But where does this faith in the State come from?

More to the point, where does any faith come from?

The answer lies in what is seen and heard on a daily, even moment by moment basis. A thought considered and accepted becomes a belief, and if consistently reinforced along with others, it becomes a worldview.

Government is a cult. It propagates its beliefs through a regulated mainstream media, and especially a State owned media. In Britain, this is very extensive. The BBC audience is as big as and sometimes bigger than all private media put together. The private media is basically Rupert Murdoch and a few other chosen ones who have agreed to toe the line.

Not that the people themselves are not at fault. Many sit down for many hours in front of the BBC or other television each day. This is truly behind the decline of Western civilisation.

The subjects of the soaps consistently glorify and encourage dependency on the state: police, social workers, nationalised healthcare, spooks, etc. etc. Serving the government as an official is portrayed as admirable and beneficial; life as a free individual is portrayed as hopeless and impossible.

When the daily life of individuals is portrayed, it conveys a norm consisting of vice ridden helplessness crying out for government intervention. The subjects of popular soaps, like the top rated BBC "Eastenders" consist of continuous crises and strife, screaming, despair, hate, depression….

The effect of this cannot be overstated; it is the continuous meditation of the hearts of millions of British people on a daily basis. No wonder last year, in the UK, a country of 50 million, there were around 40 million medical prescriptions for depression.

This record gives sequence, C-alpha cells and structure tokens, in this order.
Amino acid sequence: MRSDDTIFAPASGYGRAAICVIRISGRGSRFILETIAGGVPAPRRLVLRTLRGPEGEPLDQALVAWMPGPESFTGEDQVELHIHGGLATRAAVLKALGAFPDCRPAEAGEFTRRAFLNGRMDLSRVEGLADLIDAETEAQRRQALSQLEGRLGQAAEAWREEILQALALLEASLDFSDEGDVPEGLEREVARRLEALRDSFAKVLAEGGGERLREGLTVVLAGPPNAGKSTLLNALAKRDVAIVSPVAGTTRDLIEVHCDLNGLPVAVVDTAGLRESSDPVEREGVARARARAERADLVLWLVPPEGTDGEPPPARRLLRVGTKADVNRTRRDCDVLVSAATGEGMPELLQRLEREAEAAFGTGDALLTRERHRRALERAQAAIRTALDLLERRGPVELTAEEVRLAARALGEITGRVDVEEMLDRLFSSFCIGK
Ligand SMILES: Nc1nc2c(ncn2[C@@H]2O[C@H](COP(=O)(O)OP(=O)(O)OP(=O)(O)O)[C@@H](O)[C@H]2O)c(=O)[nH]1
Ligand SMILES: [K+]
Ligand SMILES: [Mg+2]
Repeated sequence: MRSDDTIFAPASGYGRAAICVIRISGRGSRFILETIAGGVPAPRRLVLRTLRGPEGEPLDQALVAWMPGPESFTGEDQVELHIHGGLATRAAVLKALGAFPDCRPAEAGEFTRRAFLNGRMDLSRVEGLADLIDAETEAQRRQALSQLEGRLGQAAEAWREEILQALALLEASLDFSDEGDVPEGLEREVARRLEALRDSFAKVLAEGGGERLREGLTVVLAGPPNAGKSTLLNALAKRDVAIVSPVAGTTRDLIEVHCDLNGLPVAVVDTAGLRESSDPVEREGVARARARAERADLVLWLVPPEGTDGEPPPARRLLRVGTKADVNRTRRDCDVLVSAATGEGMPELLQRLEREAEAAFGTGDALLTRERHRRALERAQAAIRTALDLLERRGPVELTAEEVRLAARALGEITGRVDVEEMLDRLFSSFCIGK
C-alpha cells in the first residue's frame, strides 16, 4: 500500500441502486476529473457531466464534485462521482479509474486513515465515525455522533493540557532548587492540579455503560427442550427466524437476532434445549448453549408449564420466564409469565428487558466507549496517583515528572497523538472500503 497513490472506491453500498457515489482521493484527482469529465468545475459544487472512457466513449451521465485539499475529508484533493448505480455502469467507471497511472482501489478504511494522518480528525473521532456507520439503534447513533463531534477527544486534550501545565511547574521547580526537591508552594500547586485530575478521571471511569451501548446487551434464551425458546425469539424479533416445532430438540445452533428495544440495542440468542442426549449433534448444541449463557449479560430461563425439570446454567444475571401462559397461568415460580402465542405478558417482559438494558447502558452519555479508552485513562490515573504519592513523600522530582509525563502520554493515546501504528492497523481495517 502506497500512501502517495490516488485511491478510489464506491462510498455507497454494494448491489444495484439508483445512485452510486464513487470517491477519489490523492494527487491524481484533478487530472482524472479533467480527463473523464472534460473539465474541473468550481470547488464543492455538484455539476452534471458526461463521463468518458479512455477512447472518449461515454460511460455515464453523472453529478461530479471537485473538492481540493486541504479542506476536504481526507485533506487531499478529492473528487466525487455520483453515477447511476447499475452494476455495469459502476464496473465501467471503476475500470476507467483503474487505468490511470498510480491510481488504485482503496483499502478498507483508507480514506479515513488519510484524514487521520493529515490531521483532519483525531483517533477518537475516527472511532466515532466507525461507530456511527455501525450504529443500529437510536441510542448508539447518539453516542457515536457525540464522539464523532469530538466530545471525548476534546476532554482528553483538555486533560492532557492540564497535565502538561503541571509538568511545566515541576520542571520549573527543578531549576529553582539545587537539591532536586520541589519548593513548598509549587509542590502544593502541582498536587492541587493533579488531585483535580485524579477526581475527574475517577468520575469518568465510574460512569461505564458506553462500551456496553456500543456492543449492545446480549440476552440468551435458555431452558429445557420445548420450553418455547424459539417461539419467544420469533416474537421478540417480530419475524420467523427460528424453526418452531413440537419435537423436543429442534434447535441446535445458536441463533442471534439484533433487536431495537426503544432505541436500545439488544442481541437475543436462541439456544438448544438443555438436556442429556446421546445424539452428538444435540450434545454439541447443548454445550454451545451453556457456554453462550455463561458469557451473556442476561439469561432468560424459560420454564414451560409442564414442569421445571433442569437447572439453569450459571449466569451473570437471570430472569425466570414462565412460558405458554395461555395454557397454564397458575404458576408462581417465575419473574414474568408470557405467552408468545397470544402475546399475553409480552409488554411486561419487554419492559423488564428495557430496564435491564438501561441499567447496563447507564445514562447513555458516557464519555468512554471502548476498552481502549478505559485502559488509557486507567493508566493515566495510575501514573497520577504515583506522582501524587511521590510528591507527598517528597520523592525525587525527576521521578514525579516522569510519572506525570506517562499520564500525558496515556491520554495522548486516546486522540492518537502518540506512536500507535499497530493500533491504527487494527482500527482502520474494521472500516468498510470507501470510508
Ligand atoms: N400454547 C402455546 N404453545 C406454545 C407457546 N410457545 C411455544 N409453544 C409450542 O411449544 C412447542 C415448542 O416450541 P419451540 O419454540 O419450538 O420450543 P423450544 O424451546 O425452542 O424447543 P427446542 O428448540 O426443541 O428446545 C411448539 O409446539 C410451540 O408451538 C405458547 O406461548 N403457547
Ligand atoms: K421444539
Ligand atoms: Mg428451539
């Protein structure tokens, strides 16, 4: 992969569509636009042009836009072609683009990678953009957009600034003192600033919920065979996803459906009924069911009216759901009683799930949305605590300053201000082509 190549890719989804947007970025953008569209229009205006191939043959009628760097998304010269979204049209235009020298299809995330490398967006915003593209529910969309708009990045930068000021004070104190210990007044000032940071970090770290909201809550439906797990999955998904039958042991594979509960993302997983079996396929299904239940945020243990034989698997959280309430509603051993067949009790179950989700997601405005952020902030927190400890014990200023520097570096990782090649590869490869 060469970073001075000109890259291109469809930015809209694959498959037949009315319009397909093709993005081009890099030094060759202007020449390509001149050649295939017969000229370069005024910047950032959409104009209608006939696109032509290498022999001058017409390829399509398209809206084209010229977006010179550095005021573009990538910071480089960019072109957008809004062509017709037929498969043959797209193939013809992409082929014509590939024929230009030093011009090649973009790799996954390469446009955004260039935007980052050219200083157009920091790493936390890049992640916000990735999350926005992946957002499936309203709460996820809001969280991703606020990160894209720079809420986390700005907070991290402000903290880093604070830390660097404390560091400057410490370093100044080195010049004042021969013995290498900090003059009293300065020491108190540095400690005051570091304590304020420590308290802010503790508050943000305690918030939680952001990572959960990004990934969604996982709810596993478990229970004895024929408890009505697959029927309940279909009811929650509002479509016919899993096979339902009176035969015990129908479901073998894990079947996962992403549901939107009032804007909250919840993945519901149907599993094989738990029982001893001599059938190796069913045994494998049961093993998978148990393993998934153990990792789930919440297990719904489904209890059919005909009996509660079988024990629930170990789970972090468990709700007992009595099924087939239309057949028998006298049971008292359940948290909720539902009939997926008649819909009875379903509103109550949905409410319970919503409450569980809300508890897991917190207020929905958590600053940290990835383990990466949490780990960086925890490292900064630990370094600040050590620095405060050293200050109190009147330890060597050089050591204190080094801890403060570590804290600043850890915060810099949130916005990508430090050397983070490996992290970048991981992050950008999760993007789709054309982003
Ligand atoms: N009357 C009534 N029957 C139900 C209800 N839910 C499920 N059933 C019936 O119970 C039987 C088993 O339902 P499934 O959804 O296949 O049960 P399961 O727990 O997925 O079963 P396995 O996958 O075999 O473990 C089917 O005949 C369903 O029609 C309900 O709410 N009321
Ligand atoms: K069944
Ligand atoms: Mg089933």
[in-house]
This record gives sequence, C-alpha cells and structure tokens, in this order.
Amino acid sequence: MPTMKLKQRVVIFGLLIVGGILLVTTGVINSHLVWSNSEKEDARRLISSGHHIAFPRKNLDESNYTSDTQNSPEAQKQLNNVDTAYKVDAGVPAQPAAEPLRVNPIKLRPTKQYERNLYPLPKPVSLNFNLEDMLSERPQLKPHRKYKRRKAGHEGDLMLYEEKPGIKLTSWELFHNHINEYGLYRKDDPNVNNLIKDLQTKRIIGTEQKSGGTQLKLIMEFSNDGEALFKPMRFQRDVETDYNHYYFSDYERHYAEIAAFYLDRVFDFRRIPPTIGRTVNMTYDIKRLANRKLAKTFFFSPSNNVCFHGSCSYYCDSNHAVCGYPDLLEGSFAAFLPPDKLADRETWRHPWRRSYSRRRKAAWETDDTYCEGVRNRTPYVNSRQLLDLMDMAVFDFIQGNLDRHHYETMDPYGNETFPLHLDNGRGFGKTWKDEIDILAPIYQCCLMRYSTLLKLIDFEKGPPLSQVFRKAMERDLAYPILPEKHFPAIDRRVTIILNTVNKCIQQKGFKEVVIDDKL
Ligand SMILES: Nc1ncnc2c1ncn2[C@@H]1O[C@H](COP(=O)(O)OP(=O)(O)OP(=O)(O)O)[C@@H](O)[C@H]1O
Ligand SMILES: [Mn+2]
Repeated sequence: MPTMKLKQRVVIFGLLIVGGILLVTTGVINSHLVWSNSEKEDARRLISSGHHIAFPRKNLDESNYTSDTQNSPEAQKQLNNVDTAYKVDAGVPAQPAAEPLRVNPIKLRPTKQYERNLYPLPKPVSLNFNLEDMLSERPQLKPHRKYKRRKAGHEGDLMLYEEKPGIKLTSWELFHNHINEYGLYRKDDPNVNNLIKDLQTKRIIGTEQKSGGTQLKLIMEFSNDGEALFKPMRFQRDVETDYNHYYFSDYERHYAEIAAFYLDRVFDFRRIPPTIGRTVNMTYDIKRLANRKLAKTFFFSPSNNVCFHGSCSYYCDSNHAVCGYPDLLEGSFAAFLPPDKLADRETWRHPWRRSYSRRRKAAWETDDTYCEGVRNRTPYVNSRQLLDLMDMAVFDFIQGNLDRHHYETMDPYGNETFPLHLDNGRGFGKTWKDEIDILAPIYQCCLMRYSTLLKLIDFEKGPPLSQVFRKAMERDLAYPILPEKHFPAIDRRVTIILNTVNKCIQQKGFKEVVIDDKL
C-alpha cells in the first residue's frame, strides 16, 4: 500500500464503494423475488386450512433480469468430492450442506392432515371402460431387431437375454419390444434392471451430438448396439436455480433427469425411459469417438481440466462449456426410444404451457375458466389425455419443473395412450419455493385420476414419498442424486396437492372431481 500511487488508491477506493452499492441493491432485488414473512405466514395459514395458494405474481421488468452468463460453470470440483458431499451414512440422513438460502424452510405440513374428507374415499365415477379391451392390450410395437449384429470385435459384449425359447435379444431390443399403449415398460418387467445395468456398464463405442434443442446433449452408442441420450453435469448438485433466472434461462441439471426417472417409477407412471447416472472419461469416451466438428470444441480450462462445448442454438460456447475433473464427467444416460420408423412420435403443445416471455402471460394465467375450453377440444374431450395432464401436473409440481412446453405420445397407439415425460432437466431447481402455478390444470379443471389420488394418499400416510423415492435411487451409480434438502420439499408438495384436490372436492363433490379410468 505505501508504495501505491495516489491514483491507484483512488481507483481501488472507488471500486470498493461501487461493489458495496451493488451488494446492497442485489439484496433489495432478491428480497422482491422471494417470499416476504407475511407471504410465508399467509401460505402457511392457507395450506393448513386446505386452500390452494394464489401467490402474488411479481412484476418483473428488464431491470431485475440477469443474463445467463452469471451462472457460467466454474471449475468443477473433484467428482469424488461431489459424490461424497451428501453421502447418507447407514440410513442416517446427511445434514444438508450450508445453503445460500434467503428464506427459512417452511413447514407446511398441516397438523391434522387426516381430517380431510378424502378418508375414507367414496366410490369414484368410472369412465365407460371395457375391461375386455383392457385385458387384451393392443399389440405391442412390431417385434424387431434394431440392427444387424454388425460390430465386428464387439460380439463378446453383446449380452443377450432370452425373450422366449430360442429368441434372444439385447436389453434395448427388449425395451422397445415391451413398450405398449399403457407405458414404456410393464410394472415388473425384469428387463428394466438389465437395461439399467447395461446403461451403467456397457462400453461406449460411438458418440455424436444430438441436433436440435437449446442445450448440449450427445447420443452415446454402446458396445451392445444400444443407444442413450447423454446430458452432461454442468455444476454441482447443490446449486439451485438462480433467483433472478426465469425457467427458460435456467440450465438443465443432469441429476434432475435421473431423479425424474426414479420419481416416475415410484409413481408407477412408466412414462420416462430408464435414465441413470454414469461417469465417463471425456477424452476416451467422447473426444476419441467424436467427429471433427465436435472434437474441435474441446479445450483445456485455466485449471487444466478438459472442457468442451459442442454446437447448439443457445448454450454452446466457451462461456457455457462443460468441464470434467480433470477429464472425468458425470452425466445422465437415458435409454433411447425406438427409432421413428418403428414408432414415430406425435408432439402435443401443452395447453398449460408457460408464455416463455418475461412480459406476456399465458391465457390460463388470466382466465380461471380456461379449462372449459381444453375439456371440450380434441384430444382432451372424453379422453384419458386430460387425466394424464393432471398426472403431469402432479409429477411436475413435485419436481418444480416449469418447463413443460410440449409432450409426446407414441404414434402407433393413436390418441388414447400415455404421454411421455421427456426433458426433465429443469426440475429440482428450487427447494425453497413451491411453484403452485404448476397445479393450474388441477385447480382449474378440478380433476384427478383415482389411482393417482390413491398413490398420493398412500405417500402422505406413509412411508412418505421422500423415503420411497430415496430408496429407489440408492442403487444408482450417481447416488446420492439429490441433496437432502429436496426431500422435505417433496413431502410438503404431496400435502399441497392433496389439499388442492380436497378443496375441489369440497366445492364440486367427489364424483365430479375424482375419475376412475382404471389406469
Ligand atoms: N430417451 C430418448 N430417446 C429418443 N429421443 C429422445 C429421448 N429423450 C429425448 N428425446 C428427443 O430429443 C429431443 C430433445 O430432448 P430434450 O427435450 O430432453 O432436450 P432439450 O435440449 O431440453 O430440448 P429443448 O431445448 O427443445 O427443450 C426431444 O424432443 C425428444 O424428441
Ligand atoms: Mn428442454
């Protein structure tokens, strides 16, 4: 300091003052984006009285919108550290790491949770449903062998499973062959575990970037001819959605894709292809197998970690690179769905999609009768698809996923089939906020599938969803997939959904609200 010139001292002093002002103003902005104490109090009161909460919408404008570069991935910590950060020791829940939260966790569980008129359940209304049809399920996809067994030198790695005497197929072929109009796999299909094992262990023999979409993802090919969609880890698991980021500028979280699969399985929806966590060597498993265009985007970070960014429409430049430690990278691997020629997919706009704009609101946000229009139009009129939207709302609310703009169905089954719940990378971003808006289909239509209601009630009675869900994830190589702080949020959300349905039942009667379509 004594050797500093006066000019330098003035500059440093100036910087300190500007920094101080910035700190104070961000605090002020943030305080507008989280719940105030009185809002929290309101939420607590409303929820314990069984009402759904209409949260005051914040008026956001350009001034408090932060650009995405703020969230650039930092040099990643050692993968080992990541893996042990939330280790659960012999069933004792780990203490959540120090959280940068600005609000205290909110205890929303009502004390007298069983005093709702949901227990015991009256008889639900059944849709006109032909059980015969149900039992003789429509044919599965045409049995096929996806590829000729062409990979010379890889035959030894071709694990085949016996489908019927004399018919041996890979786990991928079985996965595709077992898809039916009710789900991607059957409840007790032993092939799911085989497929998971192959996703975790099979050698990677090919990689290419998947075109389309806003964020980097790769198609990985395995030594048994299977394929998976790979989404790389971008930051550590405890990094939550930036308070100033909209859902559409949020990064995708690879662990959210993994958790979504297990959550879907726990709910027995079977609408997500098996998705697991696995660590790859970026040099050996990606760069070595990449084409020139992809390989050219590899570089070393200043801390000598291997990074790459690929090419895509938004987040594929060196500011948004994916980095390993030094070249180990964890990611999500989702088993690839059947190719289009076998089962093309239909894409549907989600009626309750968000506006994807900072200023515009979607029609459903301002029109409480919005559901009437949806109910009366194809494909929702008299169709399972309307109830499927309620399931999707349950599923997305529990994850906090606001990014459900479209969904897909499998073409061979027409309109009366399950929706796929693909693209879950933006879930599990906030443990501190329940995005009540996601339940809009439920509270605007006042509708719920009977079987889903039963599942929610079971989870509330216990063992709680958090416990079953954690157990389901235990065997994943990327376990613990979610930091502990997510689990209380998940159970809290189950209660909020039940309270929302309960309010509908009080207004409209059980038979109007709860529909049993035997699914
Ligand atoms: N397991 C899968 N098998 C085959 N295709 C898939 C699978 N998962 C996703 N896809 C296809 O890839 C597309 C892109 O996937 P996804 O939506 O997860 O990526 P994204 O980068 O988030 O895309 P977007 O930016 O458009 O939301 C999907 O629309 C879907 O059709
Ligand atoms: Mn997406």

Let me encourage you to choose your own thoughts this year. I for one refuse to meditate on depressing subjects. Sure, I can take negative facts as they appear — but I always seriously doubt their effect on me and mine.

"Surely goodness and mercy shall follow me all the days of my life, and I will dwell in the house of the Lord forever"

The reason is I choose to believe the extremely Good News known as the "Gospel." Not just as a religious sentiment, but I actually expect God to help me in life: To direct me inside, to give me a break, to help me succeed, to fix me up if I get sick or get in trouble…

But the State is not the Saviour — do your soul some good and stop thinking the thoughts its agents dish up for you. There is only one King and one true Kingdom. The kingdoms and governments of this world produce nothing and only know how "to kill, steal and destroy"; but the Kingdom of God is the truly benevolent rule of the great Protector and Giver of all life, liberty and property.

"Thy Kingdom come, Thy will be done on earth as it is in heaven"

Whether verbatim or as a pattern/template, realize whenever you pray the Lord's Prayer that by inviting the Kingdom of God on earth, you are expelling its usurpers and – in concert with your words and actions — in doing so are making the world a better place for it.

January 3, 2011